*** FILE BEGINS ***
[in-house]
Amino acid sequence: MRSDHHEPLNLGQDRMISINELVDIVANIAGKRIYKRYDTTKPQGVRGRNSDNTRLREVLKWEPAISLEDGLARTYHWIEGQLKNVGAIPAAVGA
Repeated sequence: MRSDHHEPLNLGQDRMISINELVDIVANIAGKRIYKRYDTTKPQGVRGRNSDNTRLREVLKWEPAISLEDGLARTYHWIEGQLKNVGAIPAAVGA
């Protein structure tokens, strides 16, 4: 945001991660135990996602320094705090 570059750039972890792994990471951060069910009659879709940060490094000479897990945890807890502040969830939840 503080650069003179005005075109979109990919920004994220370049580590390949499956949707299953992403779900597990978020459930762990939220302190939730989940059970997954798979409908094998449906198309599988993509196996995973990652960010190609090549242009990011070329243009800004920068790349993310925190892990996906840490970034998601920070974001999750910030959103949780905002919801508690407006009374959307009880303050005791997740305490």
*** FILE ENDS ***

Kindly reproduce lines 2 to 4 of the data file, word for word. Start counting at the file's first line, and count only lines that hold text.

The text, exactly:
Amino acid sequence: MRSDHHEPLNLGQDRMISINELVDIVANIAGKRIYKRYDTTKPQGVRGRNSDNTRLREVLKWEPAISLEDGLARTYHWIEGQLKNVGAIPAAVGA
Repeated sequence: MRSDHHEPLNLGQDRMISINELVDIVANIAGKRIYKRYDTTKPQGVRGRNSDNTRLREVLKWEPAISLEDGLARTYHWIEGQLKNVGAIPAAVGA
């Protein structure tokens, strides 16, 4: 945001991660135990996602320094705090 570059750039972890792994990471951060069910009659879709940060490094000479897990945890807890502040969830939840 503080650069003179005005075109979109990919920004994220370049580590390949499956949707299953992403779900597990978020459930762990939220302190939730989940059970997954798979409908094998449906198309599988993509196996995973990652960010190609090549242009990011070329243009800004920068790349993310925190892990996906840490970034998601920070974001999750910030959103949780905002919801508690407006009374959307009880303050005791997740305490």